Unique: This growth is unique to reverse mortgage lines of credit — a HELOC for example does not grow.

Hedge Against Falling House Prices: The growth in a reverse mortgage line of credit is guaranteed — without withdrawals, your line of credit is guaranteed to grow.  This means you lock in the current value of your home without taking out an interest acruing loan.

Pretty great, isn’t it?

Jan Jordan is a Reverse Mortgage Specialist serving the Fort Collins, Loveland, Greeley, Longmont, Boulder and other Front Range areas of Colorado.  Click here to contact Jan and learn if reverse mortgage is right for you.

Inflation + Retirement = Serious Financial Concerns for Retirees: CNBC

Recently CNBC published an important article that highlights the growing financial concerns of retirees as the nation faces unprecedented inflation. Reverse mortgages can be a tool to help protect against these concerns.

From the article:

Rising inflation has startled many retirees, who now worry about outliving their savings.

The consumer price index for June, measuring the cost of food, gasoline, housing, utilities and other goods, increased by 0.9%, the largest one-month change since June 2008, the Labor Department reported Tuesday. Prices jumped by 5.4% from the previous year, the fastest surge in almost 13 years.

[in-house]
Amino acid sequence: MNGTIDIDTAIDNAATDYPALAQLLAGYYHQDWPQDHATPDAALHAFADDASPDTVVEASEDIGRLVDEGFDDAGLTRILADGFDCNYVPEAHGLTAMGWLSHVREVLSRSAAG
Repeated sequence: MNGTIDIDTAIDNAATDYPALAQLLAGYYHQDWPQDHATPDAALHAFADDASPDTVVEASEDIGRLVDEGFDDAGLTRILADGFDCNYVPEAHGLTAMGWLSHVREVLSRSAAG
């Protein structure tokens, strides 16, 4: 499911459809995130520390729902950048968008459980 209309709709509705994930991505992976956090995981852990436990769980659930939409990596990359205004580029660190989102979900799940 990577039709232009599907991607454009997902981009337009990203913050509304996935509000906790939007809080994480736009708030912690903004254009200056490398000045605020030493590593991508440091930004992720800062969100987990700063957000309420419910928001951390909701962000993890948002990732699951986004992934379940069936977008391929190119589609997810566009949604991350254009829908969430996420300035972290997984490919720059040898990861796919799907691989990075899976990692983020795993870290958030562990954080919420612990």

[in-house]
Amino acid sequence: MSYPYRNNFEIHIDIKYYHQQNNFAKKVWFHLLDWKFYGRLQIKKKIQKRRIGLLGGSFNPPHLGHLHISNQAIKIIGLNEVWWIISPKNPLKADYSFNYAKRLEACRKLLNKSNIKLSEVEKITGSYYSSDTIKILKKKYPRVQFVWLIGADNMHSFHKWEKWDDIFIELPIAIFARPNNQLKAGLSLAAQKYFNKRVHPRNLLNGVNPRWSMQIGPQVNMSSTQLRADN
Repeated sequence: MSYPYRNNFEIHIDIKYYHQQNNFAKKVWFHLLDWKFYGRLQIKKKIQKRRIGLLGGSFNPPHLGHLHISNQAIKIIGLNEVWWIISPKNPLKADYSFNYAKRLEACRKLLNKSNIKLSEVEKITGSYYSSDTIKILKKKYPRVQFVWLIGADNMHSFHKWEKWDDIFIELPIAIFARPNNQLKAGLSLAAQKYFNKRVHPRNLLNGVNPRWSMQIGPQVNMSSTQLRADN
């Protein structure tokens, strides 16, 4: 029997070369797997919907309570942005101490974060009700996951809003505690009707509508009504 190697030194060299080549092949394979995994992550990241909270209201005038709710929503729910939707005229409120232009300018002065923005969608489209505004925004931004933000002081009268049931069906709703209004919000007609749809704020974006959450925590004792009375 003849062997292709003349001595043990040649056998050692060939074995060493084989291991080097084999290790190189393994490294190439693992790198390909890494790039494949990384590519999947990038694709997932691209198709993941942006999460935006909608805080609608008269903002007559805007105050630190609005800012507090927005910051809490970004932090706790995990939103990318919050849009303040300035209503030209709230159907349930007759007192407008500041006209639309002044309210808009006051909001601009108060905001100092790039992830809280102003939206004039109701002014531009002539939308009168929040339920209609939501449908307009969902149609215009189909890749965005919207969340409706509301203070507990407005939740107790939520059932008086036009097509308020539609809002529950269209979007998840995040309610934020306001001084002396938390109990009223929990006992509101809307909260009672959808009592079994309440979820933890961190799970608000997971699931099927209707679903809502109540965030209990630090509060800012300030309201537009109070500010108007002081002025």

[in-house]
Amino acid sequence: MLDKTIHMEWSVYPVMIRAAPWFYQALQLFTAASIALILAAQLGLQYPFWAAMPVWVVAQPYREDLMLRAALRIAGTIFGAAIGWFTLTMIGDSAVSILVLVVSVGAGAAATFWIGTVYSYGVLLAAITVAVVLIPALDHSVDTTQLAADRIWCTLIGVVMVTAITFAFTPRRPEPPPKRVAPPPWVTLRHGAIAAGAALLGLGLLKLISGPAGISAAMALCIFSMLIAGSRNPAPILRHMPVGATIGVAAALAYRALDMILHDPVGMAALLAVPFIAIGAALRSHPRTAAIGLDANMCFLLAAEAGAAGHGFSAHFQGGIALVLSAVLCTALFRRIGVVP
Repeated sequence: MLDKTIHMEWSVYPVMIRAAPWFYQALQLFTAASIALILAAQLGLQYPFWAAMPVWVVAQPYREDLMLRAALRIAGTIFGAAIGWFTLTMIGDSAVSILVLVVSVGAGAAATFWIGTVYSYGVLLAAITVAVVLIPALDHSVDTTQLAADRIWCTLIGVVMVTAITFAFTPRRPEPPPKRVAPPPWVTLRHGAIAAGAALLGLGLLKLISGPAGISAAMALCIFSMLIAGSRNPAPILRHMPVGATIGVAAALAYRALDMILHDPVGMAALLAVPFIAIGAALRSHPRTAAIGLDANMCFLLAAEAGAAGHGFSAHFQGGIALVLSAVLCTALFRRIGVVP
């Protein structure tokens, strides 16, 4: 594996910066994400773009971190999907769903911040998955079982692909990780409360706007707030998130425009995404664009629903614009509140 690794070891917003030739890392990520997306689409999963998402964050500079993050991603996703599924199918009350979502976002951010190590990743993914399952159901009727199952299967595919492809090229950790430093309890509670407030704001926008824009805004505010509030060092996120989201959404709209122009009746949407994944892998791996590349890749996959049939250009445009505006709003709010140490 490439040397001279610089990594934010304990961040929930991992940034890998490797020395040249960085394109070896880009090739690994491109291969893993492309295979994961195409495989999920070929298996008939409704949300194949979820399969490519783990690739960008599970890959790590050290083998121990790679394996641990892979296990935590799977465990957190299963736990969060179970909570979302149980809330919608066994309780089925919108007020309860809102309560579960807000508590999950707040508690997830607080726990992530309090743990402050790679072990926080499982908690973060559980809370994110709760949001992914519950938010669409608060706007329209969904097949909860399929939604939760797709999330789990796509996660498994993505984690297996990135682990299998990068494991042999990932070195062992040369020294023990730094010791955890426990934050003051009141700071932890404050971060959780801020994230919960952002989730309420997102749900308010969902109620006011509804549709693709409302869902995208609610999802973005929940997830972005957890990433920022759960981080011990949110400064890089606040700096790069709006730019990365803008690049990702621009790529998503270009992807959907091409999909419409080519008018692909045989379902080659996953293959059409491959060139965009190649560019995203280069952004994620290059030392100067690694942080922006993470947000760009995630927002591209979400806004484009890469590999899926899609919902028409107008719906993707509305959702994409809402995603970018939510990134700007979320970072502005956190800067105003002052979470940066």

Although Federal Reserve officials say these price hikes are transitory, many retirees are feeling the sting with higher costs at the grocery store and gas station and with other day-to-day living expenses.

reverse mortgage loveland fort collins greeley longmont westminster colorado

“It’s top of mind with our clients,” said certified financial planner David Mullins, wealth advisor at David Mullins Wealth Management Group in Richlands, Virginia.

As older investors scramble to preserve buying power, some experts suggest making shifts to portfolios. Here’s what retirees need to know.

Shifting assets

While inflation hasn’t fueled dramatic portfolio changes, Mullins has been striving to add “more breadth and depth across asset classes” since the third quarter of 2020.

Historically, many retirees have relied on portfolios with 60% stocks and 40% in so-called fixed-income assets, offering steady earnings through bonds, money market funds, certificates of deposit and other investments.

However, over the past several months, Mullins has reexamined a portion of the 40% allocation, seeking to manage risk and receive higher returns through diversification.